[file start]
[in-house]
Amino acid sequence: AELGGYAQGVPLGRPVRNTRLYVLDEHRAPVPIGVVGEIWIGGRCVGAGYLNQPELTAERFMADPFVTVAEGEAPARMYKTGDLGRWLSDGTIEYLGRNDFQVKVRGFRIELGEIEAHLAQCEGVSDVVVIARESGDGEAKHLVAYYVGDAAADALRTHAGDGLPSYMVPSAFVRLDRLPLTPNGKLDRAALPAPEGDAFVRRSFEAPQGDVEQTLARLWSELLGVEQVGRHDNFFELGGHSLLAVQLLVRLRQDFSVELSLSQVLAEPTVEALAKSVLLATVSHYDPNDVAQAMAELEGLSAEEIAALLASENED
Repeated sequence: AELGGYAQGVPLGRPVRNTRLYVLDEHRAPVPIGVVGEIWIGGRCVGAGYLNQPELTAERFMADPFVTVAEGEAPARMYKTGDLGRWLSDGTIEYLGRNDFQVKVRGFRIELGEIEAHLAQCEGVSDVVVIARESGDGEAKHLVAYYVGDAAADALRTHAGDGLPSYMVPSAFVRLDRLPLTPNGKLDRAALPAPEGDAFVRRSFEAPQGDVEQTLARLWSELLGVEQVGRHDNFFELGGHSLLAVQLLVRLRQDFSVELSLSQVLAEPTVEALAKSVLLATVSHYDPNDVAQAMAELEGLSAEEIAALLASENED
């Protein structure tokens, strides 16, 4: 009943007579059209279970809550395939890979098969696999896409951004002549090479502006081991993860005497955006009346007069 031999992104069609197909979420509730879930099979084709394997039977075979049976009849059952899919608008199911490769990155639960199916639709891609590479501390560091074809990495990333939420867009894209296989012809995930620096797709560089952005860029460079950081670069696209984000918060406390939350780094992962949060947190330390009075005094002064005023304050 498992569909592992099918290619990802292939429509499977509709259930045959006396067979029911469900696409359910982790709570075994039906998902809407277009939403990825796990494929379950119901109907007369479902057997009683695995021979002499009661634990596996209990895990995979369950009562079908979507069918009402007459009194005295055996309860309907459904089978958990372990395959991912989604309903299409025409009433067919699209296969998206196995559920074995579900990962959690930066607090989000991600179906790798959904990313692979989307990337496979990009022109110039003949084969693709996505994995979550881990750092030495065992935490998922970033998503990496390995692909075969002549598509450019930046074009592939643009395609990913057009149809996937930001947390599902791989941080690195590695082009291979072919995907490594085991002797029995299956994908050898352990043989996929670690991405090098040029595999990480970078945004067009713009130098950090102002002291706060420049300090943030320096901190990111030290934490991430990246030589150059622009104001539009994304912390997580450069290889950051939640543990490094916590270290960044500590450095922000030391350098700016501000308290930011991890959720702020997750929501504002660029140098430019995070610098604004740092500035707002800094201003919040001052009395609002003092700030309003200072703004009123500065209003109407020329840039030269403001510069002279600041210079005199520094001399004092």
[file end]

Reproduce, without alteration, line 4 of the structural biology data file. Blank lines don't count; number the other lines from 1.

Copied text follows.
């Protein structure tokens, strides 16, 4: 009943007579059209279970809550395939890979098969696999896409951004002549090479502006081991993860005497955006009346007069 031999992104069609197909979420509730879930099979084709394997039977075979049976009849059952899919608008199911490769990155639960199916639709891609590479501390560091074809990495990333939420867009894209296989012809995930620096797709560089952005860029460079950081670069696209984000918060406390939350780094992962949060947190330390009075005094002064005023304050 498992569909592992099918290619990802292939429509499977509709259930045959006396067979029911469900696409359910982790709570075994039906998902809407277009939403990825796990494929379950119901109907007369479902057997009683695995021979002499009661634990596996209990895990995979369950009562079908979507069918009402007459009194005295055996309860309907459904089978958990372990395959991912989604309903299409025409009433067919699209296969998206196995559920074995579900990962959690930066607090989000991600179906790798959904990313692979989307990337496979990009022109110039003949084969693709996505994995979550881990750092030495065992935490998922970033998503990496390995692909075969002549598509450019930046074009592939643009395609990913057009149809996937930001947390599902791989941080690195590695082009291979072919995907490594085991002797029995299956994908050898352990043989996929670690991405090098040029595999990480970078945004067009713009130098950090102002002291706060420049300090943030320096901190990111030290934490991430990246030589150059622009104001539009994304912390997580450069290889950051939640543990490094916590270290960044500590450095922000030391350098700016501000308290930011991890959720702020997750929501504002660029140098430019995070610098604004740092500035707002800094201003919040001052009395609002003092700030309003200072703004009123500065209003109407020329840039030269403001510069002279600041210079005199520094001399004092």